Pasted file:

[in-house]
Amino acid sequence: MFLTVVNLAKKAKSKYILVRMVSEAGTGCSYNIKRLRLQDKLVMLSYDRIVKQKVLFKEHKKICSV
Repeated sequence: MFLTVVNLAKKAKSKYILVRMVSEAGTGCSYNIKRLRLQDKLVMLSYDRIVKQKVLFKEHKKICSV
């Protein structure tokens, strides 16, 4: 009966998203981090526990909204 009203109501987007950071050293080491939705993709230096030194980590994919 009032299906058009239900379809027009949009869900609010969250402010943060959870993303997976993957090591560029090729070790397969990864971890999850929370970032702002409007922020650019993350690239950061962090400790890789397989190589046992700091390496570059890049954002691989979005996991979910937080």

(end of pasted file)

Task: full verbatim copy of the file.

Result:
[in-house]
Amino acid sequence: MFLTVVNLAKKAKSKYILVRMVSEAGTGCSYNIKRLRLQDKLVMLSYDRIVKQKVLFKEHKKICSV
Repeated sequence: MFLTVVNLAKKAKSKYILVRMVSEAGTGCSYNIKRLRLQDKLVMLSYDRIVKQKVLFKEHKKICSV
């Protein structure tokens, strides 16, 4: 009966998203981090526990909204 009203109501987007950071050293080491939705993709230096030194980590994919 009032299906058009239900379809027009949009869900609010969250402010943060959870993303997976993957090591560029090729070790397969990864971890999850929370970032702002409007922020650019993350690239950061962090400790890789397989190589046992700091390496570059890049954002691989979005996991979910937080």